By Rick Lewers
You only live once, so make sure you know the Universe’s rules
I am fascinated by reality TV. Whether it be Renovation Rumble, House Rules or My Kitchen Rules, it is clear that every contestant is trying to rule. When I was at school, and later with my sons, a 'rumble' had nothing to do with building but it did have a lot to do with ruling.
I am very interested in reality TV's use of the word 'Rules'.
There is a famous parable of a wealthy and successful man who appeared to be ruling his life rather well. He was so successful, he planned a complete renovation of his property but this was not to provide for others' needs, no, his complete motivation was to satisfy his own stomach.
His prize when the renovation project was done would be the ability to sit back, eat, drink and be merry. You would be forgiven in our age for thinking that this man ruled his own life well. He appeared to have made a great assessment of his life situation, economically and in terms of his pleasure seeking.
In the parable's conclusion, Jesus, the originator of the tale, said the man's problem was that he made no accounting for the Judge of the Universe. He thought he was wise. God said he was a fool. He had forgotten the most important of house rules. He built with no regard for God.
With his plans before him, a glass of wine in his hand, and some big dreams for his future he dropped dead, exposing this glaring mistake.
A person ruled by their stomach and their possessions often makes this mistake, for which there is no prize.
At least on MKR and House Rules, those seeking the prize never lose sight of the judge.
First, there are the super judges who are rather despotic. Then comes peer judgement by fellow contestants who deep down don't want others to succeed. Finally, there are the unseen judges like myself, sitting in a living room somewhere debating the merits of those with whom we have no relationship.
“Those seeking the prize never lose sight of the judge”Why such religious effort on these shows? Why do they work like slaves all week to satisfy judges who pick their efforts apart? It is all about the prize. And such is the prize, they religiously compare themselves with each other and even compete with one another to gain the judges' favour. Religiously they 'do, do, do' in an attempt to win a better future: if only I offer the sacrifice of the perfect meal I could one day own my own restaurant; or if only I build the best temple or shrine then my debt will be cancelled and we can sit back, eat, drink and be merry.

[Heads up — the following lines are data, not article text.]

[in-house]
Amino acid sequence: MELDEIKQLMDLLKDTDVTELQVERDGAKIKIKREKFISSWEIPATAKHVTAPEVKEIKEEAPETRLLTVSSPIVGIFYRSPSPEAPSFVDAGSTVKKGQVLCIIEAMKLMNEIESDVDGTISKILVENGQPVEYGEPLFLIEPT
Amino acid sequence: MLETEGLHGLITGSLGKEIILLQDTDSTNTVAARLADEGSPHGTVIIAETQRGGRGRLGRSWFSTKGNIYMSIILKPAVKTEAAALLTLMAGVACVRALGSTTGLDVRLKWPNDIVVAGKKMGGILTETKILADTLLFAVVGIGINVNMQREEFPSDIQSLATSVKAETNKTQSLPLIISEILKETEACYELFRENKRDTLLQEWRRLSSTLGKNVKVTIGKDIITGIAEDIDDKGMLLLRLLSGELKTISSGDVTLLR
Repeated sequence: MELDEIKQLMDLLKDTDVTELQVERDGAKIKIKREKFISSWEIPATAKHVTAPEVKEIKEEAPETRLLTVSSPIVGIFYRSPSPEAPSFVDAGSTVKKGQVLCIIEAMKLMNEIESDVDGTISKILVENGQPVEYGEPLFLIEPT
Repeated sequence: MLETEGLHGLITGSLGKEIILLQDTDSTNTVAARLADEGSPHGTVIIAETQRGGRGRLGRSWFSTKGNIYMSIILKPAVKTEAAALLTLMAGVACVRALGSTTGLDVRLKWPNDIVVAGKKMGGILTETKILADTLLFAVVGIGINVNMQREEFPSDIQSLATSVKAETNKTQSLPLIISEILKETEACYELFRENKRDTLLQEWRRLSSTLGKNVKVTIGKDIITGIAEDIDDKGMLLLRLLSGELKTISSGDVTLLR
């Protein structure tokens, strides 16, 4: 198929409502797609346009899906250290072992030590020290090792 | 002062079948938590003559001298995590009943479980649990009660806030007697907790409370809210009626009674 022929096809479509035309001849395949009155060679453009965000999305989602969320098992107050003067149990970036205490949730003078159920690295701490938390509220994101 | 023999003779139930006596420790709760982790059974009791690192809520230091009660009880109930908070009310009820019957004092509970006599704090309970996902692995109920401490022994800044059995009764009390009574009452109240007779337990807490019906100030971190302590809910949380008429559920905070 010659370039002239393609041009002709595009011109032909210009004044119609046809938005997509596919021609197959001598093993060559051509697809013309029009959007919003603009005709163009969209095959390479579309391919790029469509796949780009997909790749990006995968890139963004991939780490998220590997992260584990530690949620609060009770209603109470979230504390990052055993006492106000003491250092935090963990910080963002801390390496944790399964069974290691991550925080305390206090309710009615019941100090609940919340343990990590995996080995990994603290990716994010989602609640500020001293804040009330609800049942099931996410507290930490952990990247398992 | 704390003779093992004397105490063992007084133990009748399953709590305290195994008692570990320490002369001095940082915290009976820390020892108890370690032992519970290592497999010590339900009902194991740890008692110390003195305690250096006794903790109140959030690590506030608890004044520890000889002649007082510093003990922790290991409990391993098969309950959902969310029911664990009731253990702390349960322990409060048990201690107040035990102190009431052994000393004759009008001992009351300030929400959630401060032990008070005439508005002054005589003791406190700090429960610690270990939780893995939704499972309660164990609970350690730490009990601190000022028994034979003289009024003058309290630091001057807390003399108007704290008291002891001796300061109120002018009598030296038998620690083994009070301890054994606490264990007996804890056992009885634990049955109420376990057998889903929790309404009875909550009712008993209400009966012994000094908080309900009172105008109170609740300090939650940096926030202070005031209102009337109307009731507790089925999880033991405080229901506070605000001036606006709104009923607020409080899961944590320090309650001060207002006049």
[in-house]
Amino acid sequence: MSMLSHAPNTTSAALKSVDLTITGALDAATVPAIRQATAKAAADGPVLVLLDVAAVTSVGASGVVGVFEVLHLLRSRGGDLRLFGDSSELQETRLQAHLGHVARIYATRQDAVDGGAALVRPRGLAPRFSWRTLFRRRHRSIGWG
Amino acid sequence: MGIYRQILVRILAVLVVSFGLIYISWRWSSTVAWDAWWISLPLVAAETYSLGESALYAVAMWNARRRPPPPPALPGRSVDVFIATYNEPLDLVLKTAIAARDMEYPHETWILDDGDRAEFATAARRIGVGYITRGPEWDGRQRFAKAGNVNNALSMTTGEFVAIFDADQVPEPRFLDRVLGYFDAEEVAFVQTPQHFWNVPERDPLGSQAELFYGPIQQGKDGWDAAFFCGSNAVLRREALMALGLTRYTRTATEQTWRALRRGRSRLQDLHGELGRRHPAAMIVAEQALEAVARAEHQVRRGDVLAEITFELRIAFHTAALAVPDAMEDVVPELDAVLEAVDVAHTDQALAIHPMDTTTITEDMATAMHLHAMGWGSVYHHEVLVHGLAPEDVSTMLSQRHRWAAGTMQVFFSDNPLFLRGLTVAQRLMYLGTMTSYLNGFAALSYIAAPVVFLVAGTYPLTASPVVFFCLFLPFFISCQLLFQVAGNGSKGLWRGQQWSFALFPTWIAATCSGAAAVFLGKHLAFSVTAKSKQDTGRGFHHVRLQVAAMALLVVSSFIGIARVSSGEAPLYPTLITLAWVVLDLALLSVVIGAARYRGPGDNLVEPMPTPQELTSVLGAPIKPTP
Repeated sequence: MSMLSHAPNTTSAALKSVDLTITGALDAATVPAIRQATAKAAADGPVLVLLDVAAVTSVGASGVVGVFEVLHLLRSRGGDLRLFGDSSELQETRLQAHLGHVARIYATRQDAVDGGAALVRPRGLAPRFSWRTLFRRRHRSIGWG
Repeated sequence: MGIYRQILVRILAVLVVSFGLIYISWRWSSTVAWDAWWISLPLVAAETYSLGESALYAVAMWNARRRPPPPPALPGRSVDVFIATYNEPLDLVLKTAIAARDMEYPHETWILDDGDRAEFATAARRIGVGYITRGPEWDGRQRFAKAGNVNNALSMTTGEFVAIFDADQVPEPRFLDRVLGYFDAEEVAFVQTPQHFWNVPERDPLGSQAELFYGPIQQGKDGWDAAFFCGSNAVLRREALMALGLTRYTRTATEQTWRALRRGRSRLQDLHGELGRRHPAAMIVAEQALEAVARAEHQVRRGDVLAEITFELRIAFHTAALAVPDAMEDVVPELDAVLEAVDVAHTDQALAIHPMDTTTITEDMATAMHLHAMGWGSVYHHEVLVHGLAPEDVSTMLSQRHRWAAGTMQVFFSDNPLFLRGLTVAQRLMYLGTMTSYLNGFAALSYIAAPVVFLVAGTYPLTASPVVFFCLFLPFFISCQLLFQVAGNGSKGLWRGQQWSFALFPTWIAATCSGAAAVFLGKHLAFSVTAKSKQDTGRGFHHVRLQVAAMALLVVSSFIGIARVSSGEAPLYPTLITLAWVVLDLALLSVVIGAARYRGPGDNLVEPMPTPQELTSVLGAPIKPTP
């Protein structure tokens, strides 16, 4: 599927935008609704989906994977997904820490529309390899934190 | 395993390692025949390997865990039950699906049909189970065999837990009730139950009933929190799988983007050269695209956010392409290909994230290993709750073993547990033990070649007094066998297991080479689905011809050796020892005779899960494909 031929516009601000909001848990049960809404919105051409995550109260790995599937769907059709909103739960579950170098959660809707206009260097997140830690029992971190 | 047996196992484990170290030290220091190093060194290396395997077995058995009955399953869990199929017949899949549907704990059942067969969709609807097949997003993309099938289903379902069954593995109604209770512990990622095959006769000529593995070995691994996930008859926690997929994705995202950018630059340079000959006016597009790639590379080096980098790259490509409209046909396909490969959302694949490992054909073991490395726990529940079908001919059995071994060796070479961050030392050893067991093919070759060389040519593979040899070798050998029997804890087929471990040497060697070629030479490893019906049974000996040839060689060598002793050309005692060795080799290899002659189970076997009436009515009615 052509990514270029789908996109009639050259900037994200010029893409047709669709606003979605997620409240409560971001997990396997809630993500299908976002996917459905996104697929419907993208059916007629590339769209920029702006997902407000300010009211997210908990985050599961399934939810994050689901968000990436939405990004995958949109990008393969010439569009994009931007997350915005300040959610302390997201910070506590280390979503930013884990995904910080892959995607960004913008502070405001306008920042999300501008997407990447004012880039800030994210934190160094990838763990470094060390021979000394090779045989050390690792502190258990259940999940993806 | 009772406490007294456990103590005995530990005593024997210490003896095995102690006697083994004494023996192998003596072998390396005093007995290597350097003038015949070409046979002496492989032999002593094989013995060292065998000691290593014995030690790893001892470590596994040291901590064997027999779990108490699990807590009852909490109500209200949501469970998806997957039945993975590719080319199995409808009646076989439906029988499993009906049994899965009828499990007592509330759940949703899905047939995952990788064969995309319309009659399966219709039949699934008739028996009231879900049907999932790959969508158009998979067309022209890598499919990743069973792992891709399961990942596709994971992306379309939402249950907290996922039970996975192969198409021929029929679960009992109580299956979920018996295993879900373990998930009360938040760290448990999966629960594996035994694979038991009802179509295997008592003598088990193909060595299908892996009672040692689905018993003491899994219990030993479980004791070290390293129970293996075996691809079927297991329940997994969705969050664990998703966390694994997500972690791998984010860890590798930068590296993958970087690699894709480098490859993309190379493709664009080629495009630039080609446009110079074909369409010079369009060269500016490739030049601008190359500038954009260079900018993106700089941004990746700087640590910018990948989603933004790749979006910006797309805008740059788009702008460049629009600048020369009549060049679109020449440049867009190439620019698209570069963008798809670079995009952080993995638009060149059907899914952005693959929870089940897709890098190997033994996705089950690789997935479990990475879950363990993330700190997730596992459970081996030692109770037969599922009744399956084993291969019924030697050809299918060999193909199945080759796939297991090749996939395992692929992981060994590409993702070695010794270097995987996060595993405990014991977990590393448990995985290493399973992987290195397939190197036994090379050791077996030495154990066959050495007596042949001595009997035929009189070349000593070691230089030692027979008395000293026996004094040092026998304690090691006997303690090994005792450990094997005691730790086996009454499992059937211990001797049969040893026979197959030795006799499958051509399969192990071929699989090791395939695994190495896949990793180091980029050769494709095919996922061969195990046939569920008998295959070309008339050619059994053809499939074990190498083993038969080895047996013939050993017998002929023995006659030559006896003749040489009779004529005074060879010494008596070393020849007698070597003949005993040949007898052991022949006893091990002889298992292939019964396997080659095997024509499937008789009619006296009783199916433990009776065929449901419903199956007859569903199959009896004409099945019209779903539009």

Well, that is religion and the practice of the religious – people seeking to satisfy a judge or judges who do not really care about them personally, and whom the person doesn't really know, in the uncertain desire of attaining a better future.
Many people think that is what Christianity is all about – and they could not be more wrong. Christianity is not about 'do, do, do' but about what has been 'done' for us by the person of Jesus Christ. It is not about a judge who picks away at our efforts but the Judge powerful enough to repair them. Christianity is about the God who builds a future for us that we could never build for ourselves. Christianity is about a Saviour who makes right every life renovation bungle with forgiveness, and repairs every failed recipe for life with the right ingredients.
Christianity is about God, who through His undeserved love, seeks to decorate your life with everything that is beautiful, noble and honourable. It is about God's invitation to wine and dine with Him at the greatest banquet in heaven. There's the prize, not for your efforts, but for the efforts of Jesus Christ. It is not a prize for us but a gift, and the only judgement you need ever fear from Him is the one reserved for those who reject His invitations. •